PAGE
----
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The Buddha

In the west, people sometimes refer to their “sixth sense” to refer to intuition or some other, ineffable, source of information beyond the usual five senses our culture usually recognizes.

In Buddhism, we literally recognize six senses, the usual five of sight, smell, hearing, taste, and touch, but with mind added as the sixth.

It might be more accurate to call mind a meta sense, since brain researchers have shown that what actually happens is that our sense organs transmit raw data to our brains, which then interpret and assemble the raw data into a coherent whole. We never really perceive anything directly. Obviously, light bounces off of objects and enters your eyes, but that light is just bouncing light until your brain makes sense of it. That’s why two people can be looking at the same object and see very different things.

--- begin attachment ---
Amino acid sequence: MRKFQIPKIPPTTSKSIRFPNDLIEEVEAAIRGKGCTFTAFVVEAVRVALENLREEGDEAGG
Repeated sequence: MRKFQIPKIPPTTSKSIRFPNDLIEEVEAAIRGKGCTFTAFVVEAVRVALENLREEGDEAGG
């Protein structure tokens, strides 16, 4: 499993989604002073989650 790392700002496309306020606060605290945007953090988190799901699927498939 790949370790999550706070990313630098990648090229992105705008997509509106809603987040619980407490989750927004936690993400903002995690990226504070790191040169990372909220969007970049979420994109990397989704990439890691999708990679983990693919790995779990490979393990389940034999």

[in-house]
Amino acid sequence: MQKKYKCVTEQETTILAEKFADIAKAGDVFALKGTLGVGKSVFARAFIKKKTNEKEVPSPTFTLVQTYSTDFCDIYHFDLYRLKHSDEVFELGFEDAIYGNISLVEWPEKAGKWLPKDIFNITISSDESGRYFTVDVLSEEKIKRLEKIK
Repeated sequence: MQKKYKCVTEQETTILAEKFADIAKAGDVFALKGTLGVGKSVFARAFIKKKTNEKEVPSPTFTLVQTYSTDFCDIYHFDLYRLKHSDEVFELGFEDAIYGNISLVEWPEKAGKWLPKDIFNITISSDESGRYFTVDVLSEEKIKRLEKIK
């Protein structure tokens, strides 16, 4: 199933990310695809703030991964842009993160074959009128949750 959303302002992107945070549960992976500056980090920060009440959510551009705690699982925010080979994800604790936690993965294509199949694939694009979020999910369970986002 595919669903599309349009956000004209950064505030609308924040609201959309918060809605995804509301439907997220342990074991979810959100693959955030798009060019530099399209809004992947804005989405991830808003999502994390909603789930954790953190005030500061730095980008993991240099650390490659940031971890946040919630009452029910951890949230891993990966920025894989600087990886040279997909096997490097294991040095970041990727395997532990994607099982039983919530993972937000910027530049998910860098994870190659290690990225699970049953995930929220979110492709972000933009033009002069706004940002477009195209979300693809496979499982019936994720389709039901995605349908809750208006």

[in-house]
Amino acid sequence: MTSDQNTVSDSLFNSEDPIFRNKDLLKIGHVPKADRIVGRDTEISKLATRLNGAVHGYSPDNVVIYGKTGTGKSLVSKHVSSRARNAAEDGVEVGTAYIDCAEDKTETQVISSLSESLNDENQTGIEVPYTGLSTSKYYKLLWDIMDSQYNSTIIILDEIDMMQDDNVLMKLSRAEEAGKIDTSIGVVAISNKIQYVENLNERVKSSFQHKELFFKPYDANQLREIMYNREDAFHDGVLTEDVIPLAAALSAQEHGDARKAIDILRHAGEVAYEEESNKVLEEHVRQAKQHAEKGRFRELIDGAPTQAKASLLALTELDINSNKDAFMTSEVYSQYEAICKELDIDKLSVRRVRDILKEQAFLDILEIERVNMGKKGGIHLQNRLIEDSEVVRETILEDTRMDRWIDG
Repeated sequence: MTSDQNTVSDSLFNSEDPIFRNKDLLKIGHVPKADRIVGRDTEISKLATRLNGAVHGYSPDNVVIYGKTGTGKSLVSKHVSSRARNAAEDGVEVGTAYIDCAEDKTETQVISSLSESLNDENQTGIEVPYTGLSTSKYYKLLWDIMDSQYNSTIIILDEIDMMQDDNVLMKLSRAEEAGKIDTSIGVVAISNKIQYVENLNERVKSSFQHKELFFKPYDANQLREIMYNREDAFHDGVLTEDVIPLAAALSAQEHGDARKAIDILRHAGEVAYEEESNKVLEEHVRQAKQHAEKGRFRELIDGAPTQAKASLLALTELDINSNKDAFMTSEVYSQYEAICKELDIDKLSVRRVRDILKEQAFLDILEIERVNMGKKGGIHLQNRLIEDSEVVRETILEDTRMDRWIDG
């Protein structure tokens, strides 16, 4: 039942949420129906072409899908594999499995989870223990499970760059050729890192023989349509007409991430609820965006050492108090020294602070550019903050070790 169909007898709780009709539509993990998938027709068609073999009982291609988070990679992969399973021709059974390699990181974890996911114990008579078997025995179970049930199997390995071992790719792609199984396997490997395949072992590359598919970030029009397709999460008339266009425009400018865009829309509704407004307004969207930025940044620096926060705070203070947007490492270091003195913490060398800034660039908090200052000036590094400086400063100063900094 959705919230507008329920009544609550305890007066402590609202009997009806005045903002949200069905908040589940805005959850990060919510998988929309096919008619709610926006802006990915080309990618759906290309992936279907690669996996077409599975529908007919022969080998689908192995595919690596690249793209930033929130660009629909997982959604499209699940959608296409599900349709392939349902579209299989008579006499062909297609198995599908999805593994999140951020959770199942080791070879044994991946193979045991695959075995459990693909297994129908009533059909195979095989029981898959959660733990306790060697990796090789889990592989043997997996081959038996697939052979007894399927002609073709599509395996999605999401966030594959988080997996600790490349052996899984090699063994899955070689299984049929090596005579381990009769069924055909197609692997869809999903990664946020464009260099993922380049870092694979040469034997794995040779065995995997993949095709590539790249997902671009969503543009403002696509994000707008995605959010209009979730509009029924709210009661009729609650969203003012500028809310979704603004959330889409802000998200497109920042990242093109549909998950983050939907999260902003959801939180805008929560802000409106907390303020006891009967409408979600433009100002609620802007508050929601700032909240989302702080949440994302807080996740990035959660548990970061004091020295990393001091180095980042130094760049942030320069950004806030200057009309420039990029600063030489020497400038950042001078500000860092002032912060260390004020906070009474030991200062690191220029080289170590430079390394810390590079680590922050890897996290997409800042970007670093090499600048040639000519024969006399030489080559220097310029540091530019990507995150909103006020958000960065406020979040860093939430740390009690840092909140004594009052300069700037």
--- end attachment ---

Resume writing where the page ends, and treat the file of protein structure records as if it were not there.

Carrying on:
I have never heard a Buddhist teacher say this in so many words, but from what I have heard, I infer the claim that a fully awakened being does come as close as possible to direct perception because a fully awakened person no longer harbors any defilements in their mind, and defilements are the specific manifestations of our constitutive human ignorance, so they color our perception of the world.

This helps explain why, as you meditate, you may from time to time notice that everything you see looks slightly different than it did before. Some defilements, like anger and jealousy, are big and obvious, but some are tiny and very subtle, such that eliminating them will make a difference in how your mind works, but only a very small difference.

Being aware of your mind as a sixth sense is useful for practice. What you are doing when you meditate is mostly just looking at your mind in operation so you can get it to work better.

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Written by

Uppity gay, Buddhist, author, historian.

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